This is a summary of the types of political advocacy 501 (c)(3) organizations can legally do. It is taken from this document, put out by the Alliance For Justice at afj.org.
These are federal and IRS rules, states may have different or additional rules.
May not support or oppose specific candidates
May do voter registration, education around elections.
May support ballot measures and advocate for change.
May lobby to propose passage or defeat of specific legislation. Lobbying must not be a “substantial” part of the organization's activities, though “substantial” is not defined legally. No more of than 20% of an organization's budget may be used for lobbying, and only 5% (¼ of the 20%) for grassroots lobbying to voters.
No lobbying can indicate support for particular candidates of parties.
May support or oppose political appointments such as judgeships.
May not work to draft specific candidates or promote third parties.
May not make a pro-candidate message or coordinate with a candidate to promote a message.
May not provide in-kind contributions to candidates.
May do issue advocacy. Should avoid comparing the organization's views with candidates, or mentioning where candidates stand. Put disclaimers on advocacy literature. Don't say things like “vote green” which could be construed as supporting a candidate that says he is green.
May express support of disagreement with an elected official's position or vote, but not advocate for or against that official. It's good if this kind of activity takes place in other than election years as well as in an election year.
May publish voting records.
May invite candidates for an event as long as there is to appearance of support or fundraising. Opposing candidates should have the same opportunities. In educational events, literature and promotion needs to say this is not an endorsement of candidate.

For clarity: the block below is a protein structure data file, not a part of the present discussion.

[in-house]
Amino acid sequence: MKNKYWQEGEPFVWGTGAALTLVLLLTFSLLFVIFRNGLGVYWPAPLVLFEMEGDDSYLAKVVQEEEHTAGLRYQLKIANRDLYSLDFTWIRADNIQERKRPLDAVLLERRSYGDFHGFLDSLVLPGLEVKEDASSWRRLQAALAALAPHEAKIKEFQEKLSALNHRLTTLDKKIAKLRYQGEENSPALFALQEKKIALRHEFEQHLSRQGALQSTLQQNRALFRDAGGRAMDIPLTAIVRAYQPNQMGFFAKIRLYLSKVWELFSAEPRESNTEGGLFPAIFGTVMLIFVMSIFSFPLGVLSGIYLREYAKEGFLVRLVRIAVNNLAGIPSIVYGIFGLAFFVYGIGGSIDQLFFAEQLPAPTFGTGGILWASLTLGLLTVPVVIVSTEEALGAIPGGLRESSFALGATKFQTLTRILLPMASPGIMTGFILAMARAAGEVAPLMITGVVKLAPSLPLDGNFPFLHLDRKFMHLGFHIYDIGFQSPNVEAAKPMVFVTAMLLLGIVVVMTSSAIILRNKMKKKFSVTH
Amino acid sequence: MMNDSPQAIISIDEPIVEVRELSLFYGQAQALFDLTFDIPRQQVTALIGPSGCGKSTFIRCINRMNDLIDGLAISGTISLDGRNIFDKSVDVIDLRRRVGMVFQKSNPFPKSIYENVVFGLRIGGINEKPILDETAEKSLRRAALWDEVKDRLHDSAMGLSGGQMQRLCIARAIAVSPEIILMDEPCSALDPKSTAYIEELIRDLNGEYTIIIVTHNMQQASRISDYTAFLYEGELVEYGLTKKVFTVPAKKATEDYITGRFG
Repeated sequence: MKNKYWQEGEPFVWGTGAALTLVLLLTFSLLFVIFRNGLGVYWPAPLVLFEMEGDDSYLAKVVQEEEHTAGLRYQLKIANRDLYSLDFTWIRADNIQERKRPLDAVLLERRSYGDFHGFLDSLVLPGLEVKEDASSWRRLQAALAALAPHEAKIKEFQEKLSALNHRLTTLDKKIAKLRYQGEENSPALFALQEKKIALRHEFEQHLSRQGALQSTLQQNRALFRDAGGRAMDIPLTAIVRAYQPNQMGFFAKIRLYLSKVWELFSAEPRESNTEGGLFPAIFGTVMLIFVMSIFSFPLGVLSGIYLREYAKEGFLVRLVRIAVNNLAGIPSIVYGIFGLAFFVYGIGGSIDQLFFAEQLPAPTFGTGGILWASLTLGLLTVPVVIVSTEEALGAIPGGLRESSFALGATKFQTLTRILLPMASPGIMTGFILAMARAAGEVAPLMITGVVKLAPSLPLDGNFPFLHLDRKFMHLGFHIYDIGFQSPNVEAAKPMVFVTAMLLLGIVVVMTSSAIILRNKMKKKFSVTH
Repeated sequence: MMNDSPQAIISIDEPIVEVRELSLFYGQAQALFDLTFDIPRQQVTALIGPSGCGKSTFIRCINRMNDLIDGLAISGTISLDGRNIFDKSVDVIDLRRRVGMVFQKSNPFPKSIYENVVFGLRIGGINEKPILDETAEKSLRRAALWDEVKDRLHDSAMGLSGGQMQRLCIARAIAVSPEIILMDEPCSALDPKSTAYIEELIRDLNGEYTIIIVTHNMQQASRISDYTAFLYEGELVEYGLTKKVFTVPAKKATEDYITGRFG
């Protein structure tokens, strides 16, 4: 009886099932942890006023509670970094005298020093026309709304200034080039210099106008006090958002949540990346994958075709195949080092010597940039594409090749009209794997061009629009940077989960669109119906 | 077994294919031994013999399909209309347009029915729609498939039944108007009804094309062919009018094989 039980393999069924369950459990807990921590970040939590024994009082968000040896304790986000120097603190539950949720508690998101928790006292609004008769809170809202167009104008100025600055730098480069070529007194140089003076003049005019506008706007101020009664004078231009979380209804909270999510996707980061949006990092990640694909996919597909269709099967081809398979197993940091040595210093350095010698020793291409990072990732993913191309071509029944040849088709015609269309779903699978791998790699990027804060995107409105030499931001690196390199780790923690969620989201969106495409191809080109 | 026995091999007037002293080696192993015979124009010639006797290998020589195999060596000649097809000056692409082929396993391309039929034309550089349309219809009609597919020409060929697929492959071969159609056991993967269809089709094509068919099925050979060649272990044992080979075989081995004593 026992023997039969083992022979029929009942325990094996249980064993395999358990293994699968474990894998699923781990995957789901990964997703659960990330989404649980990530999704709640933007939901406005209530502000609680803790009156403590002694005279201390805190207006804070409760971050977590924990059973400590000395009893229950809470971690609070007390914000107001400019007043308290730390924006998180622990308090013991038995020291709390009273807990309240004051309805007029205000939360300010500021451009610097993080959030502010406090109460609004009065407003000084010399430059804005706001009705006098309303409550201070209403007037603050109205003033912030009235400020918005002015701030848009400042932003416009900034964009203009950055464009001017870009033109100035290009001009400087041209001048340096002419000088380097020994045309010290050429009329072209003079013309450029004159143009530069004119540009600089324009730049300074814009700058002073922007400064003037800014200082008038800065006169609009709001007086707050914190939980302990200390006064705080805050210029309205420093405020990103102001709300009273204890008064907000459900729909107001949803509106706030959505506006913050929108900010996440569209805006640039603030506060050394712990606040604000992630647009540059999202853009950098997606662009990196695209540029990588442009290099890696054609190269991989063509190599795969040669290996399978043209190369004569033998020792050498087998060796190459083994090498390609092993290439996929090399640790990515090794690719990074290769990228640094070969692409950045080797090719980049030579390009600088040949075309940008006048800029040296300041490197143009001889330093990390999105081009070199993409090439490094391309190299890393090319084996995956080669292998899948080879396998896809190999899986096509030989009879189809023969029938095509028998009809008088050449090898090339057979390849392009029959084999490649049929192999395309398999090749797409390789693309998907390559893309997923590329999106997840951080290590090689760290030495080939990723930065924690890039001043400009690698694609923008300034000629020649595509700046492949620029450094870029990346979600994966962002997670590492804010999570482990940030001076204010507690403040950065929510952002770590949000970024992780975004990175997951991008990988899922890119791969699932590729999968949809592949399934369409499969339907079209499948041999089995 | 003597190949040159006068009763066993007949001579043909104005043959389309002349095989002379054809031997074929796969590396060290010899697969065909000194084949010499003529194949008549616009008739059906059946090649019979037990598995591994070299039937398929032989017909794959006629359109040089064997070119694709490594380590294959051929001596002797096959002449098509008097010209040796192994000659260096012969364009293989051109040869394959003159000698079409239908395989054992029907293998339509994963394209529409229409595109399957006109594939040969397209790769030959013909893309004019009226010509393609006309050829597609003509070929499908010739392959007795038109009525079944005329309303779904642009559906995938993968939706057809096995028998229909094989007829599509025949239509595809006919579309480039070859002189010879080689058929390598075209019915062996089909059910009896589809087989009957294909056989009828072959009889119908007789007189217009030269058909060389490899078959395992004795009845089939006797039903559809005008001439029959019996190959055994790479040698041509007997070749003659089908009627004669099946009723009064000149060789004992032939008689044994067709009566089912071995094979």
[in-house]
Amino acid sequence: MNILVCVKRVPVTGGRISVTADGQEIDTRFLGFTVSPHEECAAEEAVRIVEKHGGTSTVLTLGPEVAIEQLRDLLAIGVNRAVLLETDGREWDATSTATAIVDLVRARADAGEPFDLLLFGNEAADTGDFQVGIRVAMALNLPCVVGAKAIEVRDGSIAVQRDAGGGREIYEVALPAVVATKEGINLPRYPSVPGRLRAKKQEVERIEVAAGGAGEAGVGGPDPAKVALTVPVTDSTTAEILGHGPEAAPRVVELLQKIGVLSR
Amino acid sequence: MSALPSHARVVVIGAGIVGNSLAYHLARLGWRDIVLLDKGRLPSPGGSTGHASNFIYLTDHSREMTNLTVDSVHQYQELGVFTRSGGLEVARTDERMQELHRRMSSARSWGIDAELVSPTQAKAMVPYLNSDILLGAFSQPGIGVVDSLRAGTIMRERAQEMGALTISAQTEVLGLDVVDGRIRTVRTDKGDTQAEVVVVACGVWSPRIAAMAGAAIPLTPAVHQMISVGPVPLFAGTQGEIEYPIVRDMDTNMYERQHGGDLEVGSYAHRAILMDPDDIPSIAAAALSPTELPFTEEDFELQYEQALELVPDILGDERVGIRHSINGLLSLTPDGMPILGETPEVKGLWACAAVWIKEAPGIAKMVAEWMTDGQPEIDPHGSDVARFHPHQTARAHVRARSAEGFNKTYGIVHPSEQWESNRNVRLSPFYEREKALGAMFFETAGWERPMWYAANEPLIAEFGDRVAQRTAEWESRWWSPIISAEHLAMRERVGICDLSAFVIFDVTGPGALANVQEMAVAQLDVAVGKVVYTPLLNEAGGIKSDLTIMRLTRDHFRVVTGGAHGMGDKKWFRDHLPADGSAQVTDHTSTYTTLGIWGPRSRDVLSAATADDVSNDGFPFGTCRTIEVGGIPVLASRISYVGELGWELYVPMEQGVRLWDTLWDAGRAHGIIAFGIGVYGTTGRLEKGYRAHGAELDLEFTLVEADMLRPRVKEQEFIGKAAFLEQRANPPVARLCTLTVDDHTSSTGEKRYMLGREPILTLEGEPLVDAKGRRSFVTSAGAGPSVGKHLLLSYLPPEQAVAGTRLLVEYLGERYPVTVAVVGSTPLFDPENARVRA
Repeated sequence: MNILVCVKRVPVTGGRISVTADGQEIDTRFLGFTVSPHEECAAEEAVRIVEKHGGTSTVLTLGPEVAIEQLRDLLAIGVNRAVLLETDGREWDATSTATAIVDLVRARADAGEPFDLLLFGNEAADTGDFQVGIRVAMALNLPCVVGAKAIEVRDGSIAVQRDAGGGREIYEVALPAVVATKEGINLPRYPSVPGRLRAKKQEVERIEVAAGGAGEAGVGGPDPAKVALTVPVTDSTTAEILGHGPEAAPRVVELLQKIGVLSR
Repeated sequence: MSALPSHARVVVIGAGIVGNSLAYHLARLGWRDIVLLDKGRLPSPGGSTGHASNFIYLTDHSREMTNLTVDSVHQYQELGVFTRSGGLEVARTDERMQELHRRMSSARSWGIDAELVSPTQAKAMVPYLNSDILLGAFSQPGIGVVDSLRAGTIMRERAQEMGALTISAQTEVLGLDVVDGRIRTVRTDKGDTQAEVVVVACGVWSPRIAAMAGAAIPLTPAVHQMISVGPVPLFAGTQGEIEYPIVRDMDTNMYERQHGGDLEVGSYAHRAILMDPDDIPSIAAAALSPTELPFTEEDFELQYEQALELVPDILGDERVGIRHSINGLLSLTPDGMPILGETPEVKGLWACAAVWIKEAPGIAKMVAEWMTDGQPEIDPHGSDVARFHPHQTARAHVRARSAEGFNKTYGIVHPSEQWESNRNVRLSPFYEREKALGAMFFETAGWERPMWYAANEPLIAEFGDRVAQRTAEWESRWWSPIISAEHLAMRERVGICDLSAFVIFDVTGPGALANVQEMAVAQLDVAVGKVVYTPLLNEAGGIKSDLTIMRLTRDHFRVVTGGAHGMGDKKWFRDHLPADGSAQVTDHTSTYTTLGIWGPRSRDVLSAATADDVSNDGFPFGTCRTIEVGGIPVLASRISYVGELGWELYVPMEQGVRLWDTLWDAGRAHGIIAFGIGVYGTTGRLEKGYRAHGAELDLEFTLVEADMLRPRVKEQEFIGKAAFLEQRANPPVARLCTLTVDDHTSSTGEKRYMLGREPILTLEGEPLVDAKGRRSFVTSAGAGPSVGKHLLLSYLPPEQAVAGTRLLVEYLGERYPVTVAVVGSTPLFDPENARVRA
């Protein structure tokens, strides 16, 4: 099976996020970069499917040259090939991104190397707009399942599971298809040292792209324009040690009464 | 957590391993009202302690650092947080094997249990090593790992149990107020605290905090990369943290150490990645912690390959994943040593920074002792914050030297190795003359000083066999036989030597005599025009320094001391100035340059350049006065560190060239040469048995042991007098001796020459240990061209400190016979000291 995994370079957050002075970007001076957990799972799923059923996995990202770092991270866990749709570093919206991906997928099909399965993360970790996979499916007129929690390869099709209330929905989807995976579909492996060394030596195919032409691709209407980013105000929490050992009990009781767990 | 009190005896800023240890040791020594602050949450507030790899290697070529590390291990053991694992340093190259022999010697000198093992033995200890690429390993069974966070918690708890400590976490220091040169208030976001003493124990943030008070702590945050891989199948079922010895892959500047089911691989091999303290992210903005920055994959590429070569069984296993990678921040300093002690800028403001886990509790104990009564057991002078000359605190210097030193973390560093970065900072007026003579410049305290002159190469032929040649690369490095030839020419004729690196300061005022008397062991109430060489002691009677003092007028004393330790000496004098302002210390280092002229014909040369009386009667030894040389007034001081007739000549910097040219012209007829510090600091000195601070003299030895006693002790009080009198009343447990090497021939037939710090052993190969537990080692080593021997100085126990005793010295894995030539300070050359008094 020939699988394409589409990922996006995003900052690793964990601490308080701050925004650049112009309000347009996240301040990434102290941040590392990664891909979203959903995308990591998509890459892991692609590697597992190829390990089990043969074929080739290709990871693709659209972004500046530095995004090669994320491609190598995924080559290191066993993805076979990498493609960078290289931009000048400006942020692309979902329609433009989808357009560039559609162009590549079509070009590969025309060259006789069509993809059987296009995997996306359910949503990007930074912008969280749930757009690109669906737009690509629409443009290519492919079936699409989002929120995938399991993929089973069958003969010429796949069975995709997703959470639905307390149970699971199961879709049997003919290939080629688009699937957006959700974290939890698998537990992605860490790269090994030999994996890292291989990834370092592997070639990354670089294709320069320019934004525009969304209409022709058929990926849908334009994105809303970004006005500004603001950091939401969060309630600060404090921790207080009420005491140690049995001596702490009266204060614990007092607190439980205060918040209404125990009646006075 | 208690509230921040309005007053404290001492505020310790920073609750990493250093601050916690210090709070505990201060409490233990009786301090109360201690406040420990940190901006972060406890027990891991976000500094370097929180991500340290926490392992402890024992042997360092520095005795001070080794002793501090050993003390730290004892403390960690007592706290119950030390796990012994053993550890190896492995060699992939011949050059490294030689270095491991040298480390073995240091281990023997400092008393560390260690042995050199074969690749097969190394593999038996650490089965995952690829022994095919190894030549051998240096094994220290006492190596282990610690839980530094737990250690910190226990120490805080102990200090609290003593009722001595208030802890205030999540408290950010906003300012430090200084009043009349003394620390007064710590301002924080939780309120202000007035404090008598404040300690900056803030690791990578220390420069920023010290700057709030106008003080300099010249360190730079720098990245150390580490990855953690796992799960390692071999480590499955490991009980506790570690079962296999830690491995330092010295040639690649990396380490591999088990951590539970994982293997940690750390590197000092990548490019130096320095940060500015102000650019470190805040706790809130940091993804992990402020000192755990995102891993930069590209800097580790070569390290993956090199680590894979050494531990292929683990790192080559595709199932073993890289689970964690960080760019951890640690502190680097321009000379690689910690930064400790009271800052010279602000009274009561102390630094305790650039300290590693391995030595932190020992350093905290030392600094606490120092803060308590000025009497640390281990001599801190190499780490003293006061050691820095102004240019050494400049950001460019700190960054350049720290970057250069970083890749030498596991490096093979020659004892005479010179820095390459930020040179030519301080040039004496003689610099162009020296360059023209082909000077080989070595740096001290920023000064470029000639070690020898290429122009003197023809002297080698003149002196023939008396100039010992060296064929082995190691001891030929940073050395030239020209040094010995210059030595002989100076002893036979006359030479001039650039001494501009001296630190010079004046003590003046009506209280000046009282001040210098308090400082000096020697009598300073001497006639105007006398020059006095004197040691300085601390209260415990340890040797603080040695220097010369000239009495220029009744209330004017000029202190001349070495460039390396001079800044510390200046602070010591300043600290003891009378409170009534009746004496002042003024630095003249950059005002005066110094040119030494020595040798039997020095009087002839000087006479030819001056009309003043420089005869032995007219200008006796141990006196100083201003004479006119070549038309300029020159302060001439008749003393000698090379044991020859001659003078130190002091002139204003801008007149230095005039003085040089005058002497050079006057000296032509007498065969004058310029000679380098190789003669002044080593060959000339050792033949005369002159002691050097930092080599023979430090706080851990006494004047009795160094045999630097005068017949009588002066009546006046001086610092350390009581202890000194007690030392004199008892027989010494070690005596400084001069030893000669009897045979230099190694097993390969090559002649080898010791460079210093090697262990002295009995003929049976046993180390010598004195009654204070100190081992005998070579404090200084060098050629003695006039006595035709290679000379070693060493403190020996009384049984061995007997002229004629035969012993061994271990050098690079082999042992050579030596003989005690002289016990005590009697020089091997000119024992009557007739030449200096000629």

May offer facilities at market rate, even if that's free of charge if that is usual for most community groups.
May sponsor candidate debates or forums if all are invited, including separate events.
May not suggest to employees how to vote.
May ask members to sign or distribute petitions on ballot initiatives.
May not distribute bumper stickers or candidate materials.
May encourage people to vote.
May educate candidates on organization's issues. Should do the same for all candidates.
May ask candidates their views but not for a pledge of support.
IRS form 5768 for major lobbying effort. Doesn't affect non-profit status Found here; good if your lobbying spending approaches 20%
Not defined as lobbying;
1. Nonpartisan analysis, study or research that presents all sides of an issue
2. Responses to written requests for assistance from committees or other legislative bodies
3. Challenges to or support for legislative proposals that would change the organization’s rights or its right to exist
4. Examinations and discussions of broad social, economic, and similar problems
Lobbying consists of communications that are intended to influence specific legislation. For electing charities, there are two kinds of lobbying communications; direct and grass roots. They are distinguished mostly by whether the organization is acting on its own behalf or asking members of the public to speak out.